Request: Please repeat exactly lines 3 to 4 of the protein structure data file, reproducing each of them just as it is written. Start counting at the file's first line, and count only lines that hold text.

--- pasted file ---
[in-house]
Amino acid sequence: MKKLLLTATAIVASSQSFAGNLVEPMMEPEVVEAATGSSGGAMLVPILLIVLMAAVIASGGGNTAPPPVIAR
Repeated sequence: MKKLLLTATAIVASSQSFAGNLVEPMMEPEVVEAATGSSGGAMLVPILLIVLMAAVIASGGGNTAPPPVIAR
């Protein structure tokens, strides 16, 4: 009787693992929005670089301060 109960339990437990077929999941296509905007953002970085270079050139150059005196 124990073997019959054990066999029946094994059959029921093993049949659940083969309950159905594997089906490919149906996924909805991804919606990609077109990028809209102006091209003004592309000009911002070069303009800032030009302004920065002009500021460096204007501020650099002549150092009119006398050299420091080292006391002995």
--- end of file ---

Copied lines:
Repeated sequence: MKKLLLTATAIVASSQSFAGNLVEPMMEPEVVEAATGSSGGAMLVPILLIVLMAAVIASGGGNTAPPPVIAR
């Protein structure tokens, strides 16, 4: 009787693992929005670089301060 109960339990437990077929999941296509905007953002970085270079050139150059005196 124990073997019959054990066999029946094994059959029921093993049949659940083969309950159905594997089906490919149906996924909805991804919606990609077109990028809209102006091209003004592309000009911002070069303009800032030009302004920065002009500021460096204007501020650099002549150092009119006398050299420091080292006391002995």